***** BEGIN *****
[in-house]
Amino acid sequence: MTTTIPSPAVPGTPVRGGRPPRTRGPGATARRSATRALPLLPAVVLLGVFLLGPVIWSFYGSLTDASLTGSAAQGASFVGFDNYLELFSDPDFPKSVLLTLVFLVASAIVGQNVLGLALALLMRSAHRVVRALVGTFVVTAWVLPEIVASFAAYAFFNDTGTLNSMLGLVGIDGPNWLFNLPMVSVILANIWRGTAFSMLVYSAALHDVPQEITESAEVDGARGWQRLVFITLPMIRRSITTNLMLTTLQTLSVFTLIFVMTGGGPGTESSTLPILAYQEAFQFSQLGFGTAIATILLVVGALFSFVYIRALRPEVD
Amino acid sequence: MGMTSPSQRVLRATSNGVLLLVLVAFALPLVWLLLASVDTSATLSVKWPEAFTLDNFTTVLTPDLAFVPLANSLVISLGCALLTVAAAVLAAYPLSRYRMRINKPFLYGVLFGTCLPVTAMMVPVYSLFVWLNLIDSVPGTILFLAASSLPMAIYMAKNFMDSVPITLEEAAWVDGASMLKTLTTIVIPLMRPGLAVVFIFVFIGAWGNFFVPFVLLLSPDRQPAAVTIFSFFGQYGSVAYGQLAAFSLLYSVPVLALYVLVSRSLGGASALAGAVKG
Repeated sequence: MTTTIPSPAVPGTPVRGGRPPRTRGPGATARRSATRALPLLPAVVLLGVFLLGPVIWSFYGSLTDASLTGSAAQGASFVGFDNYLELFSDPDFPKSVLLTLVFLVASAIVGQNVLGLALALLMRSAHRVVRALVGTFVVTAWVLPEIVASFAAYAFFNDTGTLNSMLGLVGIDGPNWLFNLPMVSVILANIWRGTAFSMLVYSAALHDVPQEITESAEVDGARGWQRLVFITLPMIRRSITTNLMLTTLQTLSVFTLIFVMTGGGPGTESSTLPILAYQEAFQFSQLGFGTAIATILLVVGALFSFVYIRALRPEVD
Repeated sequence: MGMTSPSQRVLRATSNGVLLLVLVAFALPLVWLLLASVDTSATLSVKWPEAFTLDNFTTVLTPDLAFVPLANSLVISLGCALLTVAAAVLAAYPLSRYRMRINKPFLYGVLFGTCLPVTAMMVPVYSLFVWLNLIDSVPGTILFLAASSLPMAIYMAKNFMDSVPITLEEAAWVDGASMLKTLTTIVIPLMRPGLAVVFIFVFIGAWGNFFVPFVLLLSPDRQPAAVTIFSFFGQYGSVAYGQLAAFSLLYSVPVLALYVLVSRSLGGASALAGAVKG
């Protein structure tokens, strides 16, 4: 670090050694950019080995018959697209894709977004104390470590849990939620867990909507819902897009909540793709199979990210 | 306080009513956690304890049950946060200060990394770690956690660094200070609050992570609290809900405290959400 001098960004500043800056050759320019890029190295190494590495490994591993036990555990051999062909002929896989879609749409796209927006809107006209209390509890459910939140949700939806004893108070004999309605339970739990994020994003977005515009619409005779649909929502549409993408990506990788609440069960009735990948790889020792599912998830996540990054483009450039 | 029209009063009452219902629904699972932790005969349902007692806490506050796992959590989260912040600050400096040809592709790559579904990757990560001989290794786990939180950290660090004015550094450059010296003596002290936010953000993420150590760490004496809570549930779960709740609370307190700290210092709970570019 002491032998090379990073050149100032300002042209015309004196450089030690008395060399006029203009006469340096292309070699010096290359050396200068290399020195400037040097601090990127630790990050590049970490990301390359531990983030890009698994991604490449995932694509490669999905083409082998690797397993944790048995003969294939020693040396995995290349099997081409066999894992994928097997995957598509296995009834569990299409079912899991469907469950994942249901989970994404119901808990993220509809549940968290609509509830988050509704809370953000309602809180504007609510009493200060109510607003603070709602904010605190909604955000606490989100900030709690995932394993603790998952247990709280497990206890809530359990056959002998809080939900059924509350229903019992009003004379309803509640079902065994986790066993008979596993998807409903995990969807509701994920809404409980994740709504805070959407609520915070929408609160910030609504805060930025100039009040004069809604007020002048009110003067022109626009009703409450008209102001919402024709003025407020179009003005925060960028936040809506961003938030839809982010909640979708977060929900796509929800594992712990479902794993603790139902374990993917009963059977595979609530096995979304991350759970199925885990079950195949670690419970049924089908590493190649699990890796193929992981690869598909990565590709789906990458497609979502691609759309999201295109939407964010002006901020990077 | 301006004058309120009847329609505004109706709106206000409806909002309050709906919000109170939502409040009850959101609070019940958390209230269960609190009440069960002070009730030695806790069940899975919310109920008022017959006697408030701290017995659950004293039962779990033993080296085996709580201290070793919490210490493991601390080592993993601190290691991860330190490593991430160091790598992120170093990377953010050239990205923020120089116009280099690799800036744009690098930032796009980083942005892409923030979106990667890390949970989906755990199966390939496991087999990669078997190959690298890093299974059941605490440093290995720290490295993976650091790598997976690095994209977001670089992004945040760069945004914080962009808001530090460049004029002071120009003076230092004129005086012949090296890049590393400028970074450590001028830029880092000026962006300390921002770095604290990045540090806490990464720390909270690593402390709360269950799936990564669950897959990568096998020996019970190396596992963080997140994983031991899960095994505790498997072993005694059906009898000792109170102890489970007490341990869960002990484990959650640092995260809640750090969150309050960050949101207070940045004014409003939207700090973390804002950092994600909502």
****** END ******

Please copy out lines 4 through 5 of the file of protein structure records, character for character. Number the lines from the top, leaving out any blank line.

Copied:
Repeated sequence: MTTTIPSPAVPGTPVRGGRPPRTRGPGATARRSATRALPLLPAVVLLGVFLLGPVIWSFYGSLTDASLTGSAAQGASFVGFDNYLELFSDPDFPKSVLLTLVFLVASAIVGQNVLGLALALLMRSAHRVVRALVGTFVVTAWVLPEIVASFAAYAFFNDTGTLNSMLGLVGIDGPNWLFNLPMVSVILANIWRGTAFSMLVYSAALHDVPQEITESAEVDGARGWQRLVFITLPMIRRSITTNLMLTTLQTLSVFTLIFVMTGGGPGTESSTLPILAYQEAFQFSQLGFGTAIATILLVVGALFSFVYIRALRPEVD
Repeated sequence: MGMTSPSQRVLRATSNGVLLLVLVAFALPLVWLLLASVDTSATLSVKWPEAFTLDNFTTVLTPDLAFVPLANSLVISLGCALLTVAAAVLAAYPLSRYRMRINKPFLYGVLFGTCLPVTAMMVPVYSLFVWLNLIDSVPGTILFLAASSLPMAIYMAKNFMDSVPITLEEAAWVDGASMLKTLTTIVIPLMRPGLAVVFIFVFIGAWGNFFVPFVLLLSPDRQPAAVTIFSFFGQYGSVAYGQLAAFSLLYSVPVLALYVLVSRSLGGASALAGAVKG